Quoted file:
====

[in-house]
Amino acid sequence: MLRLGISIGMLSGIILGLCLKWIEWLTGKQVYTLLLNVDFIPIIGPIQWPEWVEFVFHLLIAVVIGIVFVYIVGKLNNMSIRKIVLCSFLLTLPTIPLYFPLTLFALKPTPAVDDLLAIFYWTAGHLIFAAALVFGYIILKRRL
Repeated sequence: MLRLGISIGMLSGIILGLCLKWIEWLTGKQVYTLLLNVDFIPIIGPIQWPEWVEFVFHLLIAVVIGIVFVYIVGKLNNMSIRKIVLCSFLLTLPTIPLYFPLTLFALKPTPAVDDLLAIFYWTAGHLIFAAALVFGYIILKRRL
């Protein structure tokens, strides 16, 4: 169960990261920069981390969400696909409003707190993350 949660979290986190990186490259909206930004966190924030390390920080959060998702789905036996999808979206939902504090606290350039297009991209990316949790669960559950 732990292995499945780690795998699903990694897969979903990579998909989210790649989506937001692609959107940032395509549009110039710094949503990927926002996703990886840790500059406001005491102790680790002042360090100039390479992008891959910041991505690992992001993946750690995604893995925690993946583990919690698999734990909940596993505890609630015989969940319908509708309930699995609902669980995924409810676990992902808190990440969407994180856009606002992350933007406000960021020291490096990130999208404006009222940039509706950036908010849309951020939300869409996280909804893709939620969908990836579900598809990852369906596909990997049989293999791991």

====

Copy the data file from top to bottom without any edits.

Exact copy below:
[in-house]
Amino acid sequence: MLRLGISIGMLSGIILGLCLKWIEWLTGKQVYTLLLNVDFIPIIGPIQWPEWVEFVFHLLIAVVIGIVFVYIVGKLNNMSIRKIVLCSFLLTLPTIPLYFPLTLFALKPTPAVDDLLAIFYWTAGHLIFAAALVFGYIILKRRL
Repeated sequence: MLRLGISIGMLSGIILGLCLKWIEWLTGKQVYTLLLNVDFIPIIGPIQWPEWVEFVFHLLIAVVIGIVFVYIVGKLNNMSIRKIVLCSFLLTLPTIPLYFPLTLFALKPTPAVDDLLAIFYWTAGHLIFAAALVFGYIILKRRL
């Protein structure tokens, strides 16, 4: 169960990261920069981390969400696909409003707190993350 949660979290986190990186490259909206930004966190924030390390920080959060998702789905036996999808979206939902504090606290350039297009991209990316949790669960559950 732990292995499945780690795998699903990694897969979903990579998909989210790649989506937001692609959107940032395509549009110039710094949503990927926002996703990886840790500059406001005491102790680790002042360090100039390479992008891959910041991505690992992001993946750690995604893995925690993946583990919690698999734990909940596993505890609630015989969940319908509708309930699995609902669980995924409810676990992902808190990440969407994180856009606002992350933007406000960021020291490096990130999208404006009222940039509706950036908010849309951020939300869409996280909804893709939620969908990836579900598809990852369906596909990997049989293999791991």